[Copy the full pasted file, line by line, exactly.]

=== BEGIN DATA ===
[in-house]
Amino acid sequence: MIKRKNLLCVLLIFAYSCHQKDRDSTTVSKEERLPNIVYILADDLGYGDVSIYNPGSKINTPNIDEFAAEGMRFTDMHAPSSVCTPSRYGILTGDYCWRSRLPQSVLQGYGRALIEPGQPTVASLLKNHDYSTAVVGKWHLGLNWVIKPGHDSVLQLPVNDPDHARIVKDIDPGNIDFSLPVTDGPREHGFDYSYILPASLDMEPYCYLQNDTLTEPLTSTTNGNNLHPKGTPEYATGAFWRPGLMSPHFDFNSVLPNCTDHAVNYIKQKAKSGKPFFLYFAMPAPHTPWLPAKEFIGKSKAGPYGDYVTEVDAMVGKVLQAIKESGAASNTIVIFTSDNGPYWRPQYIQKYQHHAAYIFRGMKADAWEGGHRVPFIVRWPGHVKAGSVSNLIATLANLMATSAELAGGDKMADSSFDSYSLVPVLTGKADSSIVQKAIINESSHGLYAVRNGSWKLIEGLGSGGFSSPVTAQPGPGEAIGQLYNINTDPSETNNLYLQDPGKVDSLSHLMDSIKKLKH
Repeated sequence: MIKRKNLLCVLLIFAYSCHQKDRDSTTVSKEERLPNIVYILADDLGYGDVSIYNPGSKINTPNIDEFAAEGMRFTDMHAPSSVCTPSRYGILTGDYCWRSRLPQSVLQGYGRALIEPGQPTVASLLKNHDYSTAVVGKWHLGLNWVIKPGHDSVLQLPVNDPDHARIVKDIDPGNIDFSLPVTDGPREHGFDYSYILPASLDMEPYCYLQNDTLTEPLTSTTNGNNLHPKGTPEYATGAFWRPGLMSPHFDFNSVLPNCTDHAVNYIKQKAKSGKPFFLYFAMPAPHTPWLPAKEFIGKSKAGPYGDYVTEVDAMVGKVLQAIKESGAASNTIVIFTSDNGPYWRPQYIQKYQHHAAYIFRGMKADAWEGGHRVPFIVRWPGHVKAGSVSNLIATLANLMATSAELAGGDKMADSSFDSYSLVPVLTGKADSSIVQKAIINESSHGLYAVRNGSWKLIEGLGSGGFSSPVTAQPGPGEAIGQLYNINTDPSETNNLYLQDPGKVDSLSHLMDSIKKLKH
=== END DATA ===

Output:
[in-house]
Amino acid sequence: MIKRKNLLCVLLIFAYSCHQKDRDSTTVSKEERLPNIVYILADDLGYGDVSIYNPGSKINTPNIDEFAAEGMRFTDMHAPSSVCTPSRYGILTGDYCWRSRLPQSVLQGYGRALIEPGQPTVASLLKNHDYSTAVVGKWHLGLNWVIKPGHDSVLQLPVNDPDHARIVKDIDPGNIDFSLPVTDGPREHGFDYSYILPASLDMEPYCYLQNDTLTEPLTSTTNGNNLHPKGTPEYATGAFWRPGLMSPHFDFNSVLPNCTDHAVNYIKQKAKSGKPFFLYFAMPAPHTPWLPAKEFIGKSKAGPYGDYVTEVDAMVGKVLQAIKESGAASNTIVIFTSDNGPYWRPQYIQKYQHHAAYIFRGMKADAWEGGHRVPFIVRWPGHVKAGSVSNLIATLANLMATSAELAGGDKMADSSFDSYSLVPVLTGKADSSIVQKAIINESSHGLYAVRNGSWKLIEGLGSGGFSSPVTAQPGPGEAIGQLYNINTDPSETNNLYLQDPGKVDSLSHLMDSIKKLKH
Repeated sequence: MIKRKNLLCVLLIFAYSCHQKDRDSTTVSKEERLPNIVYILADDLGYGDVSIYNPGSKINTPNIDEFAAEGMRFTDMHAPSSVCTPSRYGILTGDYCWRSRLPQSVLQGYGRALIEPGQPTVASLLKNHDYSTAVVGKWHLGLNWVIKPGHDSVLQLPVNDPDHARIVKDIDPGNIDFSLPVTDGPREHGFDYSYILPASLDMEPYCYLQNDTLTEPLTSTTNGNNLHPKGTPEYATGAFWRPGLMSPHFDFNSVLPNCTDHAVNYIKQKAKSGKPFFLYFAMPAPHTPWLPAKEFIGKSKAGPYGDYVTEVDAMVGKVLQAIKESGAASNTIVIFTSDNGPYWRPQYIQKYQHHAAYIFRGMKADAWEGGHRVPFIVRWPGHVKAGSVSNLIATLANLMATSAELAGGDKMADSSFDSYSLVPVLTGKADSSIVQKAIINESSHGLYAVRNGSWKLIEGLGSGGFSSPVTAQPGPGEAIGQLYNINTDPSETNNLYLQDPGKVDSLSHLMDSIKKLKH